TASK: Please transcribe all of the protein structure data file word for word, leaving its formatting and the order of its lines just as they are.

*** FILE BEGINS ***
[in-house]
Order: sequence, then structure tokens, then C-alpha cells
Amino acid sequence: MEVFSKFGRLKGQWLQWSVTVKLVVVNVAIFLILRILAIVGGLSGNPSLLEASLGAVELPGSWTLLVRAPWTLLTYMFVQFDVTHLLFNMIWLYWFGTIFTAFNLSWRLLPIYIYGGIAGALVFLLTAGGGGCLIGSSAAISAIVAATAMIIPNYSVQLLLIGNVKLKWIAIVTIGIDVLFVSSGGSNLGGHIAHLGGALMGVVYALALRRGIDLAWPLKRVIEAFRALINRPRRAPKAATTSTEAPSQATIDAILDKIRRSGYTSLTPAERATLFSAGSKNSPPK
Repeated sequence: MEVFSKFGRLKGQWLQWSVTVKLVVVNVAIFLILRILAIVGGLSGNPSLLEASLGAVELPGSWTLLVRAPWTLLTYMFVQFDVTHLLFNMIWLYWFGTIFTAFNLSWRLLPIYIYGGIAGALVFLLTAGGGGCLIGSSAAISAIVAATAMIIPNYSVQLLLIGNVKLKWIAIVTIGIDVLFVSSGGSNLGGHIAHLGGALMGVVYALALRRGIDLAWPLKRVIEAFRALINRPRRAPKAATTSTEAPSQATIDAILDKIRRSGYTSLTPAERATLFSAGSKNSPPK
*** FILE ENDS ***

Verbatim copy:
[in-house]
Order: sequence, then structure tokens, then C-alpha cells
Amino acid sequence: MEVFSKFGRLKGQWLQWSVTVKLVVVNVAIFLILRILAIVGGLSGNPSLLEASLGAVELPGSWTLLVRAPWTLLTYMFVQFDVTHLLFNMIWLYWFGTIFTAFNLSWRLLPIYIYGGIAGALVFLLTAGGGGCLIGSSAAISAIVAATAMIIPNYSVQLLLIGNVKLKWIAIVTIGIDVLFVSSGGSNLGGHIAHLGGALMGVVYALALRRGIDLAWPLKRVIEAFRALINRPRRAPKAATTSTEAPSQATIDAILDKIRRSGYTSLTPAERATLFSAGSKNSPPK
Repeated sequence: MEVFSKFGRLKGQWLQWSVTVKLVVVNVAIFLILRILAIVGGLSGNPSLLEASLGAVELPGSWTLLVRAPWTLLTYMFVQFDVTHLLFNMIWLYWFGTIFTAFNLSWRLLPIYIYGGIAGALVFLLTAGGGGCLIGSSAAISAIVAATAMIIPNYSVQLLLIGNVKLKWIAIVTIGIDVLFVSSGGSNLGGHIAHLGGALMGVVYALALRRGIDLAWPLKRVIEAFRALINRPRRAPKAATTSTEAPSQATIDAILDKIRRSGYTSLTPAERATLFSAGSKNSPPK